Mitchell: They can build their company. They could come up with an idea. Another part of what we're going to roll out in 2013 is a monthly webinar series. We'll start with the mentors that we've been working with pretty much since day one, a guy named Kaizer Campwala, who now works for Stitcher Radio. He's worked on the business side of a couple of startups. He'll talk about how to put a pitch deck together. Another guy runs digital news ventures through the Media Development Loan Fund. His name is Syed Karim. He came up to me at the Online News Conference in San Francisco and said, "I have money. I'm looking to invest." I figured if he has money he's looking to invest, we should be the conduit to helping him find those people who are looking for money. He'll do a webinar. And Harry Lin, who is the executive in residence at Idealab, will talk about entrepreneurship and such. By doing this from January into the summer, those who are truly interested in what we're doing will be the ones who want to pay the $30, build something in front of us, and compete for a seed grant. We need people who are committed to putting their own skin in the game. We provide an opportunity for them to get identified. The judges decide who moves to the next round, and then there's the competition for the money.
What's the fellowship part this year?
Mitchell: This is all sort of preliminary, but if the fellows are selected during the camp or toward the end of the camp, they'll also have a mentor. They'll get coaching through the process of competition for the seed grant money. The three fellows that were awarded $10,000 this past year have now moved into a business accelerator called the National Minority Angel Network. It's like handing a baton to the next runner in the relay. We found them, groomed them, got them awarded, got them set into a particular position in business development. Now they're handed over to the next person who's running the race, which is a higher level of business development and coaching. That's also part of what we're looking at doing this year; once people get identified and they're awarded seed grant money, we hand them to the National Minority Angel Network, and they move onto another part of the scale.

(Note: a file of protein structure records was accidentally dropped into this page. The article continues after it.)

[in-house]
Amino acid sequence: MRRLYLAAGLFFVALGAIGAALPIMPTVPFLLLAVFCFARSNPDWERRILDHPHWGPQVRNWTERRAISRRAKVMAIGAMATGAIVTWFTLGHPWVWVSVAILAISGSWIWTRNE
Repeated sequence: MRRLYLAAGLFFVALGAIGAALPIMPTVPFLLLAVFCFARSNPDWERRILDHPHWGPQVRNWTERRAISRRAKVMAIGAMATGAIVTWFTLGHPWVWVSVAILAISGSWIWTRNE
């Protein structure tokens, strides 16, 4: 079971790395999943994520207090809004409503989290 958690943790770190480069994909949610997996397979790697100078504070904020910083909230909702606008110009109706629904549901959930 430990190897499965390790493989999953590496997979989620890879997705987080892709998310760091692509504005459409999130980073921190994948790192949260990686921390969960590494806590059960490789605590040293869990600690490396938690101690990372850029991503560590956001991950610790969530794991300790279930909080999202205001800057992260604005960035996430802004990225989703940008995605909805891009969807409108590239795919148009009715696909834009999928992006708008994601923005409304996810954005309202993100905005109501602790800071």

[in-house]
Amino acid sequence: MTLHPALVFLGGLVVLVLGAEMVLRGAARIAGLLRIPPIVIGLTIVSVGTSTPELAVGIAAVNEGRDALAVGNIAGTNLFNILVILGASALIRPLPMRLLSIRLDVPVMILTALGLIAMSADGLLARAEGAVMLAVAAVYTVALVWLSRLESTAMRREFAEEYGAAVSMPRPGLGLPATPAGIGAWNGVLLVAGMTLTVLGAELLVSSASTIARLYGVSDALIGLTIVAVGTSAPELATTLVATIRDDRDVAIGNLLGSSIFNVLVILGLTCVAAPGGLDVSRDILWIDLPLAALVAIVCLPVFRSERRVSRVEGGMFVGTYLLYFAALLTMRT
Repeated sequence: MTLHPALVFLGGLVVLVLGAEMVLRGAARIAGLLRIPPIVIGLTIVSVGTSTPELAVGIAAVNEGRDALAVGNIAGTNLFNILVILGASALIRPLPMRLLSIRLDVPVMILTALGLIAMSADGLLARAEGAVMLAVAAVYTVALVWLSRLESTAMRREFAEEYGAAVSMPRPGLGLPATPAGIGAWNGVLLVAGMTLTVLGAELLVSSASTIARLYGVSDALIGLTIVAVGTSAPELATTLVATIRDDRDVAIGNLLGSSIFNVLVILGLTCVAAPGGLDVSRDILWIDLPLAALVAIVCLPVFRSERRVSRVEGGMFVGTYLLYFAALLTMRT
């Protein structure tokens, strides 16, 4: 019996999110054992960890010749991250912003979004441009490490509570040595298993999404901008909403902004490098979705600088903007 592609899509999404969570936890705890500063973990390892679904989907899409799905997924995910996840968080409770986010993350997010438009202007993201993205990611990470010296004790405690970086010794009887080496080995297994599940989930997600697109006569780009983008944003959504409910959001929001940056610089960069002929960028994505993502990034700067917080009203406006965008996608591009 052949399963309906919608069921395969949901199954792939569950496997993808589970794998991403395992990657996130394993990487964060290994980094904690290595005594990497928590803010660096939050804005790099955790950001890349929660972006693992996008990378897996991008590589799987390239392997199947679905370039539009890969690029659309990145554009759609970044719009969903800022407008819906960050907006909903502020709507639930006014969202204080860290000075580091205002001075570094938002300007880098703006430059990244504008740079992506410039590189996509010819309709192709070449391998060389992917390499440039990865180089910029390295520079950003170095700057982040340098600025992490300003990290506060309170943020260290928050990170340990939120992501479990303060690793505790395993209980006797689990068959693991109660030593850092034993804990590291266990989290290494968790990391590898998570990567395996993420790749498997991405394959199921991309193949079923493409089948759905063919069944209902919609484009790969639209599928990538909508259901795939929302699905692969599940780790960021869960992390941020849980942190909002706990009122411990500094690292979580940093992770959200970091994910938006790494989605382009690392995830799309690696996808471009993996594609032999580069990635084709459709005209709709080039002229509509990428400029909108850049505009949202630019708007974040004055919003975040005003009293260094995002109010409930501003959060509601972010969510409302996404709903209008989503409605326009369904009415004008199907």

Does the startup have to have any relationship to journalism?
Mitchell: They're journalists, but they're not necessarily journalism startups. The requirement is that they are either a current or former journalist. Mostly they're members of the minority journalist associations. Some of them are pitching content; some of them are pitching technology. Ultimately, it always does relate to journalism. Because if you go into an ecosystem that is full of journalists, guess what you're going to get? But what we're looking for is scalable businesses. Most investors do not want to spend money on journalism. We all know this. They think it's an expensive hobby. And so they're not going to put any money into it because they won't get any return on their investment; they don't think so anyway. I've managed to convince a couple of people to have a process in which we develop people who maybe have an arm that is content and it's not for profit, and then they have a section that is maybe online education or it's an app. We're still trying to figure out how we get people to fund content.
What are the big, specific obstacles faced by the people you see?